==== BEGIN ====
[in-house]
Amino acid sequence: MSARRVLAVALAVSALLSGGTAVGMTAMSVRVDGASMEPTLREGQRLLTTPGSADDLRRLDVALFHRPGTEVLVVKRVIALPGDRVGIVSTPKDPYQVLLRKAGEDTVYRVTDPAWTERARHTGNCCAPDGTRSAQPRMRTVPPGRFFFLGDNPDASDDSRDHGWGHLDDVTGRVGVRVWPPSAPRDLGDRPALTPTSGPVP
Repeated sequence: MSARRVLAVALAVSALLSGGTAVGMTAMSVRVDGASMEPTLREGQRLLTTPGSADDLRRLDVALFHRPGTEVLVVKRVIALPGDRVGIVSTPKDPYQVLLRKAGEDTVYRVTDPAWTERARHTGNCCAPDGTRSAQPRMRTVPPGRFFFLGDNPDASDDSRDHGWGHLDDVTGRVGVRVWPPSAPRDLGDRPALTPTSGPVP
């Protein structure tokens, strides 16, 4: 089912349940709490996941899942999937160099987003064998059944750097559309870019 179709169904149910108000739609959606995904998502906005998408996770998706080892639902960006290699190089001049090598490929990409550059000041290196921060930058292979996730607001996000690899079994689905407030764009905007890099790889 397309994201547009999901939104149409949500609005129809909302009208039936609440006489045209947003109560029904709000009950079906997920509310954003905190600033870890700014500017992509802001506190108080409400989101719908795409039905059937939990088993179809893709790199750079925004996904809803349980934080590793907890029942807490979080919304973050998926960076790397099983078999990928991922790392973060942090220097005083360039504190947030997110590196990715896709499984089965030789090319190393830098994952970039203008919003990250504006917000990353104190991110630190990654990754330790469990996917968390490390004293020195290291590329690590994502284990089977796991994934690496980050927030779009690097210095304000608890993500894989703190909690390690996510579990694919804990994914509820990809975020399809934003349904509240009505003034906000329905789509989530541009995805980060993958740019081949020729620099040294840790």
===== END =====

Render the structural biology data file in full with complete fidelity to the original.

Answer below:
[in-house]
Amino acid sequence: MSARRVLAVALAVSALLSGGTAVGMTAMSVRVDGASMEPTLREGQRLLTTPGSADDLRRLDVALFHRPGTEVLVVKRVIALPGDRVGIVSTPKDPYQVLLRKAGEDTVYRVTDPAWTERARHTGNCCAPDGTRSAQPRMRTVPPGRFFFLGDNPDASDDSRDHGWGHLDDVTGRVGVRVWPPSAPRDLGDRPALTPTSGPVP
Repeated sequence: MSARRVLAVALAVSALLSGGTAVGMTAMSVRVDGASMEPTLREGQRLLTTPGSADDLRRLDVALFHRPGTEVLVVKRVIALPGDRVGIVSTPKDPYQVLLRKAGEDTVYRVTDPAWTERARHTGNCCAPDGTRSAQPRMRTVPPGRFFFLGDNPDASDDSRDHGWGHLDDVTGRVGVRVWPPSAPRDLGDRPALTPTSGPVP
């Protein structure tokens, strides 16, 4: 089912349940709490996941899942999937160099987003064998059944750097559309870019 179709169904149910108000739609959606995904998502906005998408996770998706080892639902960006290699190089001049090598490929990409550059000041290196921060930058292979996730607001996000690899079994689905407030764009905007890099790889 397309994201547009999901939104149409949500609005129809909302009208039936609440006489045209947003109560029904709000009950079906997920509310954003905190600033870890700014500017992509802001506190108080409400989101719908795409039905059937939990088993179809893709790199750079925004996904809803349980934080590793907890029942807490979080919304973050998926960076790397099983078999990928991922790392973060942090220097005083360039504190947030997110590196990715896709499984089965030789090319190393830098994952970039203008919003990250504006917000990353104190991110630190990654990754330790469990996917968390490390004293020195290291590329690590994502284990089977796991994934690496980050927030779009690097210095304000608890993500894989703190909690390690996510579990694919804990994914509820990809975020399809934003349904509240009505003034906000329905789509989530541009995805980060993958740019081949020729620099040294840790």